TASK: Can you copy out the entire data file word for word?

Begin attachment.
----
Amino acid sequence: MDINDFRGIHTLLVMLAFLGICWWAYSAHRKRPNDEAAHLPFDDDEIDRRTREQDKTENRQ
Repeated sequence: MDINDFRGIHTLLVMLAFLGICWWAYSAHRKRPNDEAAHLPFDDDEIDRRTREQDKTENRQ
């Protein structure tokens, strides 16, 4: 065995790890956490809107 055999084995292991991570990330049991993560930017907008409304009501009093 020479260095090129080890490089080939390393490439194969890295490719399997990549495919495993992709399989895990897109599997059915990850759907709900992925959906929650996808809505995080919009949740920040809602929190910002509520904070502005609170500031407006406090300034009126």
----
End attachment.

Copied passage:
Amino acid sequence: MDINDFRGIHTLLVMLAFLGICWWAYSAHRKRPNDEAAHLPFDDDEIDRRTREQDKTENRQ
Repeated sequence: MDINDFRGIHTLLVMLAFLGICWWAYSAHRKRPNDEAAHLPFDDDEIDRRTREQDKTENRQ
């Protein structure tokens, strides 16, 4: 065995790890956490809107 055999084995292991991570990330049991993560930017907008409304009501009093 020479260095090129080890490089080939390393490439194969890295490719399997990549495919495993992709399989895990897109599997059915990850759907709900992925959906929650996808809505995080919009949740920040809602929190910002509520904070502005609170500031407006406090300034009126």